We’re rewarding subscribers with an advance edition of Richard Lloyd Parry’s People Who Eat Darkness: The True Story of a Young Woman Who Vanished From the Streets of Tokyo—And The Evil That Swallowed Her Up. If you haven’t yet joined, there may still be time to sign up and receive your own copy ahead of its June publication. But note that when they’re gone, they’re gone. (Also note this offer is only available in the United States.)
Sean McDonald, the book’s editor, is the executive editor and director of paperback publishing at FSG.
Two of my favorite books are In Cold Blood and The Executioner’s Song. My favorite city on the planet—after New York, I suppose—is Tokyo. So, for me, the set-up of People Who Eat Darkness is as alluring as they get: A young woman named Lucie Blackman moves to Tokyo, where she stands out like, well, like a tall, blonde, 21-year-old in Japan. And then she disappears. Her friend receives a mysterious message saying Lucie has joined a religious cult, but no one believes that. The Japanese police seem helpless and hopeless. Lucie’s family comes to Japan, hires a series of investigators, digs into leads on their own that take them into the craziest, darkest corners of Tokyo’s subcultures.
And this is only the beginning of the story.
Richard Lloyd Parry has been reporting from Tokyo for over fifteen years, and now runs the Asia bureau for the London Times. He understands Tokyo as well as anyone, and explains it to the outside world with not just practiced fluidity but with elegance and unusual insight. He has seen a lot, but the case of Lucie Blackman grabbed him with unusual force. He’s covered the story from the beginning. He became close to her family and friends, won the trust of the police detectives. He covered the trial—which confounded the Japanese legal system and it’s 99.8% conviction rate, achieved largely on the expectation that every defendant will ultimately confess, but not this one, whom the judge would describe as “unprecedented and extremely evil”—from beginning to end, gained access to documents and inner workings no journalist was ever meant to see. He covered the case so closely that the defendant ultimately filed a bizarre lawsuit to try to stop Lloyd Parry from writing about him.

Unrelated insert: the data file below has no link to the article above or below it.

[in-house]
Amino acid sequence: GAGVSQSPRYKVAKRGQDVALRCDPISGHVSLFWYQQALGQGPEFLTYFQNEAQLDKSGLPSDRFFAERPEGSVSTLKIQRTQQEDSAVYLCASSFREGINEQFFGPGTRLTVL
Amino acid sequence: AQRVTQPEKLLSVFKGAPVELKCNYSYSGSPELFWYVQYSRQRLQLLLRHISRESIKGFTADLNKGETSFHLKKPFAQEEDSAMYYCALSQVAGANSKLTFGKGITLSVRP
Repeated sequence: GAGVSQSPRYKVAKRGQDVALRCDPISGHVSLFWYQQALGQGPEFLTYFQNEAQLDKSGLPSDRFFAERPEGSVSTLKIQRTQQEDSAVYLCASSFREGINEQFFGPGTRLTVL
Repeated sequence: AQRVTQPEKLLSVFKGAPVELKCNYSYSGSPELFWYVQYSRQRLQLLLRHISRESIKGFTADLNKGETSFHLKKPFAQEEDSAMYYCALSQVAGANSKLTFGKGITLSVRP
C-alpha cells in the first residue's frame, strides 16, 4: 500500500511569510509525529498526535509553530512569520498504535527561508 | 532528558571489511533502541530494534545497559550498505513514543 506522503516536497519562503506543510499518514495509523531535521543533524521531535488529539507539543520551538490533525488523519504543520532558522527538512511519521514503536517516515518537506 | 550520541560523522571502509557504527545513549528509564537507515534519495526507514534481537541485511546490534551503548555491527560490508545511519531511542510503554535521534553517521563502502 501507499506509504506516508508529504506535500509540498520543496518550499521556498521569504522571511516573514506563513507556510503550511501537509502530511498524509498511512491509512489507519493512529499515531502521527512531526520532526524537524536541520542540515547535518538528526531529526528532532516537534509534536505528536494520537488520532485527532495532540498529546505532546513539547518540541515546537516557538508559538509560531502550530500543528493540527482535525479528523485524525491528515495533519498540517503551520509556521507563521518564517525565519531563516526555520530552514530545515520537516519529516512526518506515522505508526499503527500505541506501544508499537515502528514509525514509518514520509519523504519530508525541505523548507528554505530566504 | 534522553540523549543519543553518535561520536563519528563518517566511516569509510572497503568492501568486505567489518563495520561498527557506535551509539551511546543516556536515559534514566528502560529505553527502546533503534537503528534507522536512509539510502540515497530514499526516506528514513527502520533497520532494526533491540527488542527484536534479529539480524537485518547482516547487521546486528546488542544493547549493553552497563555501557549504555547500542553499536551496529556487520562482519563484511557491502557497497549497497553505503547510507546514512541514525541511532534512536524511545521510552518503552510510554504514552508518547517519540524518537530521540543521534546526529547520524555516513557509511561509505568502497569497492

Everyone who you’d want to testify that this is a brilliant and gripping book has done so. When it was published in London, The Economist, The Guardian, The Telegraph, and others declared it one of the best books of 2011. Old Tokyo hands like David Peace and Jake Adelstein have celebrated Lloyd Parry’s knowledge of Tokyo and how well and how far he guides us into a culture that guards itself thoroughly; bestselling crime writers like Mo Hayder and Minette Walters have talked about how suspenseful and chilling it is. Geoff Dyer has said how compelling it is. Chris Cleave has called it, yes, “In Cold Blood for our times.” So does Esquire, which compares it favorably to Executioner’s Song for good measure. So you don’t have to just trust me that this book is good, that this book is satisfying, full of surprises I haven’t even hinted at. I’ve blathered on all this time and I haven’t even told you what happened to Lucie. For that, at the very least, you should read the book. And we’re trying to make it as easy as possible for you—simply subscribe and we’ll follow up with an email on where we can send your copy; the first 500 will get one for free.